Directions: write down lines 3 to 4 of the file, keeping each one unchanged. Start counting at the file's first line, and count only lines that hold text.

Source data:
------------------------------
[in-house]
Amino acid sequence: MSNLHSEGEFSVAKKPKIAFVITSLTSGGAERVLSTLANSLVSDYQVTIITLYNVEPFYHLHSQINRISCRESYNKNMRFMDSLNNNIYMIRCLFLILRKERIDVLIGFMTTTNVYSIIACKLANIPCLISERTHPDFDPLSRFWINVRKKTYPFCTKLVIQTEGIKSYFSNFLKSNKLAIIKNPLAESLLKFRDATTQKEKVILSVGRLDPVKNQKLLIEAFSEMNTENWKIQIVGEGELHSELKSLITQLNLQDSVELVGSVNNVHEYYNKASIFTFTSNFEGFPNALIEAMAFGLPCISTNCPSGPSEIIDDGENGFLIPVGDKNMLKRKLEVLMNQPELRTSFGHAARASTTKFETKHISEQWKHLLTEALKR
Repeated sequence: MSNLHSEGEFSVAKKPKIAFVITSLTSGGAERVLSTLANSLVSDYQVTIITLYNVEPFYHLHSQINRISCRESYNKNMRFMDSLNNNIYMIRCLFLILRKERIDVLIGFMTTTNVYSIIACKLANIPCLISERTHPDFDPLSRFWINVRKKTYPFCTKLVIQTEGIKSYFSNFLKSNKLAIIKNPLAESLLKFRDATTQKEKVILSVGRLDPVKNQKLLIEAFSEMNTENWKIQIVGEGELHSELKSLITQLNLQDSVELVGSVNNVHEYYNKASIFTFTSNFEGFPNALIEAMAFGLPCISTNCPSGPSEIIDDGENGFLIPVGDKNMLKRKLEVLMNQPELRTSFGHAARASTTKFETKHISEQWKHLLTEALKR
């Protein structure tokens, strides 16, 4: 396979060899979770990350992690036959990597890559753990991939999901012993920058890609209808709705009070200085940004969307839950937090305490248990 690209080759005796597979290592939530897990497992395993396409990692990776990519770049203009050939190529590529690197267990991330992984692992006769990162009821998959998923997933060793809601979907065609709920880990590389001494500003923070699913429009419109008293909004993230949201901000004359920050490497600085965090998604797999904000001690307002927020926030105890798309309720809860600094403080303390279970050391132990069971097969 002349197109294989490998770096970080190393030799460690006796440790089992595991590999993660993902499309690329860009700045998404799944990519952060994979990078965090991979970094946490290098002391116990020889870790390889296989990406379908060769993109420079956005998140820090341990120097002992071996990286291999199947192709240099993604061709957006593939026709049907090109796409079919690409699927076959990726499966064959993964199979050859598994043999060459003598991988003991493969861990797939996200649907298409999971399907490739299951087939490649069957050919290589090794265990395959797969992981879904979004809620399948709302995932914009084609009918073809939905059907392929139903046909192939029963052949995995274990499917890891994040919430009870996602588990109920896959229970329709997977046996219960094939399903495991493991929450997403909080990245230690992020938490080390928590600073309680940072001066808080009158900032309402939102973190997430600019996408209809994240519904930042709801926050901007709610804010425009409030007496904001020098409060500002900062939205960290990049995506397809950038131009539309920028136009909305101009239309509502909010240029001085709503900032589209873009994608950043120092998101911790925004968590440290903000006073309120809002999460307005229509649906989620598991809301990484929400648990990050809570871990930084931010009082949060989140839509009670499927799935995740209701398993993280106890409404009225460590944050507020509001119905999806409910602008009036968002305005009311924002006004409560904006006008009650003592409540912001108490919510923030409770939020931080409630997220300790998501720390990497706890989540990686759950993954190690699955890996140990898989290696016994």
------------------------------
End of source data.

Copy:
Repeated sequence: MSNLHSEGEFSVAKKPKIAFVITSLTSGGAERVLSTLANSLVSDYQVTIITLYNVEPFYHLHSQINRISCRESYNKNMRFMDSLNNNIYMIRCLFLILRKERIDVLIGFMTTTNVYSIIACKLANIPCLISERTHPDFDPLSRFWINVRKKTYPFCTKLVIQTEGIKSYFSNFLKSNKLAIIKNPLAESLLKFRDATTQKEKVILSVGRLDPVKNQKLLIEAFSEMNTENWKIQIVGEGELHSELKSLITQLNLQDSVELVGSVNNVHEYYNKASIFTFTSNFEGFPNALIEAMAFGLPCISTNCPSGPSEIIDDGENGFLIPVGDKNMLKRKLEVLMNQPELRTSFGHAARASTTKFETKHISEQWKHLLTEALKR
């Protein structure tokens, strides 16, 4: 396979060899979770990350992690036959990597890559753990991939999901012993920058890609209808709705009070200085940004969307839950937090305490248990 690209080759005796597979290592939530897990497992395993396409990692990776990519770049203009050939190529590529690197267990991330992984692992006769990162009821998959998923997933060793809601979907065609709920880990590389001494500003923070699913429009419109008293909004993230949201901000004359920050490497600085965090998604797999904000001690307002927020926030105890798309309720809860600094403080303390279970050391132990069971097969 002349197109294989490998770096970080190393030799460690006796440790089992595991590999993660993902499309690329860009700045998404799944990519952060994979990078965090991979970094946490290098002391116990020889870790390889296989990406379908060769993109420079956005998140820090341990120097002992071996990286291999199947192709240099993604061709957006593939026709049907090109796409079919690409699927076959990726499966064959993964199979050859598994043999060459003598991988003991493969861990797939996200649907298409999971399907490739299951087939490649069957050919290589090794265990395959797969992981879904979004809620399948709302995932914009084609009918073809939905059907392929139903046909192939029963052949995995274990499917890891994040919430009870996602588990109920896959229970329709997977046996219960094939399903495991493991929450997403909080990245230690992020938490080390928590600073309680940072001066808080009158900032309402939102973190997430600019996408209809994240519904930042709801926050901007709610804010425009409030007496904001020098409060500002900062939205960290990049995506397809950038131009539309920028136009909305101009239309509502909010240029001085709503900032589209873009994608950043120092998101911790925004968590440290903000006073309120809002999460307005229509649906989620598991809301990484929400648990990050809570871990930084931010009082949060989140839509009670499927799935995740209701398993993280106890409404009225460590944050507020509001119905999806409910602008009036968002305005009311924002006004409560904006006008009650003592409540912001108490919510923030409770939020931080409630997220300790998501720390990497706890989540990686759950993954190690699955890996140990898989290696016994």